Dvorkovich Revises Budget Deficit

ReutersDeripaska speaking Wednesday at a conference where he praised United Russia as a "strong political system."��
Top Kremlin economic aide Arkady Dvorkovich said Wednesday that the government is planning on a budget deficit of 8 percent of gross domestic product this year, a forecast revised upward from the 6 percent figure he gave The Moscow Times last week.

Dvorkovich said that despite the budgetary constraints, the state would spend more on pensions, child benefits and regional budgets, incrementally raising them to keep up with inflation rates.

"No matter what, we should give the highest priority to the state's social commitments," he said.

The state can afford to spend half of its 4.9 trillion ruble Reserve Fund to cover the budget deficit, Dvorkovich said, and will have enough left over to cover a deficit in 2010 if necessary.

He added that the deficit will include subordinated loans given to commercial banks from the National Welfare Fund.

The deficit could swell as high as 10 percent of GDP if it becomes necessary to cover the government's commitments to social programs, he said.

Speaking in English on a panel with RusAl chief executive Oleg Deripaska, Dvorkovich provoked confusion with his comments as Russian reporters, listening to the speech on translation devices, mistook the 10 percent figure as the planned deficit.

Reading a news-wire report on his personal digital assistant, he spoke up to correct the misinterpretation and chide the reporters for their "efficiency," referring to the carelessness on reporting the figure.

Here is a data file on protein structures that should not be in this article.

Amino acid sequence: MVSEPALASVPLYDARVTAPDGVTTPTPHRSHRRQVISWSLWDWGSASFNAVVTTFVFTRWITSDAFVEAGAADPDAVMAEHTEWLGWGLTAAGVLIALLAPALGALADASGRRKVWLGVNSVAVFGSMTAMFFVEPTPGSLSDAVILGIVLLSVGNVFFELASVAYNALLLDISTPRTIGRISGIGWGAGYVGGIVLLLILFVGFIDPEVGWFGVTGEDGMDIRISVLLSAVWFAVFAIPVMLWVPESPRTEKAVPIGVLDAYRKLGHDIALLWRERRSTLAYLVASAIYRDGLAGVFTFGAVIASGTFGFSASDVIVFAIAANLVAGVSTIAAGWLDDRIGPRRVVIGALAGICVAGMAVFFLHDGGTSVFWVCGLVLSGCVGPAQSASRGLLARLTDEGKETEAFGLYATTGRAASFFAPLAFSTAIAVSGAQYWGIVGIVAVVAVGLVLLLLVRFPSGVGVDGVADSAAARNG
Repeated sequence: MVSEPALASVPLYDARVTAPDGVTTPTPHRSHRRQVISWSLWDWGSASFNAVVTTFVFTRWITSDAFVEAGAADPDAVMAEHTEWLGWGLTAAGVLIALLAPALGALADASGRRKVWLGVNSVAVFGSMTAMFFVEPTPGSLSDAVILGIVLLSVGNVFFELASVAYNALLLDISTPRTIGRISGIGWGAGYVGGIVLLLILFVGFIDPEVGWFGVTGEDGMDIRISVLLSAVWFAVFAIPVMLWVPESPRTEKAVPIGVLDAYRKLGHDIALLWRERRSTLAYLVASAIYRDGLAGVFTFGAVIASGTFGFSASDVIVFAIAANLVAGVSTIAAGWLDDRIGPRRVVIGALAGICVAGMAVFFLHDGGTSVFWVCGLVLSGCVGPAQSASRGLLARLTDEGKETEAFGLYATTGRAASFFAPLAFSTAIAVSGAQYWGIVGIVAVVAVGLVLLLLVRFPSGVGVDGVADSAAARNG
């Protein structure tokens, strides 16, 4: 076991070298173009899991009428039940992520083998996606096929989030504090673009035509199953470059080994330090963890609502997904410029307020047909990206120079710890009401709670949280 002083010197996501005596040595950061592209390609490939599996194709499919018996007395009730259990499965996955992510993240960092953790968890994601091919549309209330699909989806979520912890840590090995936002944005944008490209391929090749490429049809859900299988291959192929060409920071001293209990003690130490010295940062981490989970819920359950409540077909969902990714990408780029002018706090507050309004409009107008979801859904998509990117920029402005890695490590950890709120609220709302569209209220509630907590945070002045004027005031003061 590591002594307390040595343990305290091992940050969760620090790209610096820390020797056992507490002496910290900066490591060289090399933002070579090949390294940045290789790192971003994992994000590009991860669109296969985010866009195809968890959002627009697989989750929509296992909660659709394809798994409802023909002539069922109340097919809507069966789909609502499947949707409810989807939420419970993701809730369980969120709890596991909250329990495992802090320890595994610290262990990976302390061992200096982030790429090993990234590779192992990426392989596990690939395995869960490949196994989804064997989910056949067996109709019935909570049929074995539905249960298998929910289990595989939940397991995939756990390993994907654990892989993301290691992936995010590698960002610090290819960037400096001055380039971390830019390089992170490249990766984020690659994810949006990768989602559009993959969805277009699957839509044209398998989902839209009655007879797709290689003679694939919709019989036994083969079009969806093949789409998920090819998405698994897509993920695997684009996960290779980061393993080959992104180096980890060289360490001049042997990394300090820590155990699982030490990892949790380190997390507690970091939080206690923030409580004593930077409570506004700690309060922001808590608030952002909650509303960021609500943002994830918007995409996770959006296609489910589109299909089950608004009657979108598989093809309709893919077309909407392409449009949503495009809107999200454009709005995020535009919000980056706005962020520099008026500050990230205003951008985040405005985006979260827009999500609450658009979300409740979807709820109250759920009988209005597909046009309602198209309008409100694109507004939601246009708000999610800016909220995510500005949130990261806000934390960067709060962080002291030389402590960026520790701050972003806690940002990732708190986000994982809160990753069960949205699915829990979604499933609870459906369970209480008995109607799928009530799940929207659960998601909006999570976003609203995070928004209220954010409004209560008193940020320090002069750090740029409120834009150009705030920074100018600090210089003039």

Speaking after Dvorkovich, Deripaska also highlighted the necessity for the state to assist people, especially in regions outside Moscow.

"I do believe we have quite a strong political system," he added. "I'm talking about United Russia," a pro-Kremlin political party.

The crisis will provide an opportunity to improve the country's infrastructure, as Soviet leader Nikita Krushchev did in the 1960s, Deripaska said.

"Krushchev gave opportunities to millions of people. ... Of course, today we blame the houses," he said, referring to khrushchyovki, the ubiquitous concrete-paneled apartment buildings found throughout the city. "But it was a great opportunity," he said.

Russia is in better shape to survive the crisis than it was in 1998, and there are more opportunities for consolidation and vertical integration across industries, he said.

"It's a good opportunity to clean the system and restart again," Deripaska said.

RusAl was able to cost cuts by 30 percent in a short period and will be able to reduce staff by 30 percent as well, he said, adding that the economy was likely to be in "good shape" within a year.

Zoran Vucinic, president of Coca-Cola in Russia and another speaker on the panel, was less sanguine, however.

Too many businesspeople are treating the financial turmoil as an opportunity, he said. "What we have in abundance is uninformed optimism."